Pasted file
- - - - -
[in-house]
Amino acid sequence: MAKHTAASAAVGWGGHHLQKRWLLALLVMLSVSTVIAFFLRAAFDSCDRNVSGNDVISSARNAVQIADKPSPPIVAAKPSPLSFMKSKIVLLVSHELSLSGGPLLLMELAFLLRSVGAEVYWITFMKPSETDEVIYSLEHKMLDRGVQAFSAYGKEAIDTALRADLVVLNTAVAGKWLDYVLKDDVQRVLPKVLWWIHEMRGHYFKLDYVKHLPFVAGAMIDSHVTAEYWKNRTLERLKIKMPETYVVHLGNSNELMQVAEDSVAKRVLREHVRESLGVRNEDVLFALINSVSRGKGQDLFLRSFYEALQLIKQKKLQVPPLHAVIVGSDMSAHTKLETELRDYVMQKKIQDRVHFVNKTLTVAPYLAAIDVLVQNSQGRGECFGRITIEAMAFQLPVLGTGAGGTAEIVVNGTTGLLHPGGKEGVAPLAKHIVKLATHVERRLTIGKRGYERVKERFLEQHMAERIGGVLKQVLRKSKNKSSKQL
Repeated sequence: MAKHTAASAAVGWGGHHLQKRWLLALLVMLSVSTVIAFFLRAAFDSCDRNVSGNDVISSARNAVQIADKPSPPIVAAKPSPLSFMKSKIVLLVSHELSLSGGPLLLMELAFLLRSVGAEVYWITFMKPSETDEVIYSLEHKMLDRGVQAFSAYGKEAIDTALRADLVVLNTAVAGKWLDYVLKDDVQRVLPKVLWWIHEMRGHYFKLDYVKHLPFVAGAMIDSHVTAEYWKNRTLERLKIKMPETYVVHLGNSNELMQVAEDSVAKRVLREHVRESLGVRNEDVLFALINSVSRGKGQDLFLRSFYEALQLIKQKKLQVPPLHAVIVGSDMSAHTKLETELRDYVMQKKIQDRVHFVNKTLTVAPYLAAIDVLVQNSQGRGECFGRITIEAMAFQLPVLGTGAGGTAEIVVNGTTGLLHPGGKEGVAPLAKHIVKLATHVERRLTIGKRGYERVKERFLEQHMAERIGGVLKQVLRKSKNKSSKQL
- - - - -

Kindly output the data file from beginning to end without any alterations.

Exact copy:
[in-house]
Amino acid sequence: MAKHTAASAAVGWGGHHLQKRWLLALLVMLSVSTVIAFFLRAAFDSCDRNVSGNDVISSARNAVQIADKPSPPIVAAKPSPLSFMKSKIVLLVSHELSLSGGPLLLMELAFLLRSVGAEVYWITFMKPSETDEVIYSLEHKMLDRGVQAFSAYGKEAIDTALRADLVVLNTAVAGKWLDYVLKDDVQRVLPKVLWWIHEMRGHYFKLDYVKHLPFVAGAMIDSHVTAEYWKNRTLERLKIKMPETYVVHLGNSNELMQVAEDSVAKRVLREHVRESLGVRNEDVLFALINSVSRGKGQDLFLRSFYEALQLIKQKKLQVPPLHAVIVGSDMSAHTKLETELRDYVMQKKIQDRVHFVNKTLTVAPYLAAIDVLVQNSQGRGECFGRITIEAMAFQLPVLGTGAGGTAEIVVNGTTGLLHPGGKEGVAPLAKHIVKLATHVERRLTIGKRGYERVKERFLEQHMAERIGGVLKQVLRKSKNKSSKQL
Repeated sequence: MAKHTAASAAVGWGGHHLQKRWLLALLVMLSVSTVIAFFLRAAFDSCDRNVSGNDVISSARNAVQIADKPSPPIVAAKPSPLSFMKSKIVLLVSHELSLSGGPLLLMELAFLLRSVGAEVYWITFMKPSETDEVIYSLEHKMLDRGVQAFSAYGKEAIDTALRADLVVLNTAVAGKWLDYVLKDDVQRVLPKVLWWIHEMRGHYFKLDYVKHLPFVAGAMIDSHVTAEYWKNRTLERLKIKMPETYVVHLGNSNELMQVAEDSVAKRVLREHVRESLGVRNEDVLFALINSVSRGKGQDLFLRSFYEALQLIKQKKLQVPPLHAVIVGSDMSAHTKLETELRDYVMQKKIQDRVHFVNKTLTVAPYLAAIDVLVQNSQGRGECFGRITIEAMAFQLPVLGTGAGGTAEIVVNGTTGLLHPGGKEGVAPLAKHIVKLATHVERRLTIGKRGYERVKERFLEQHMAERIGGVLKQVLRKSKNKSSKQL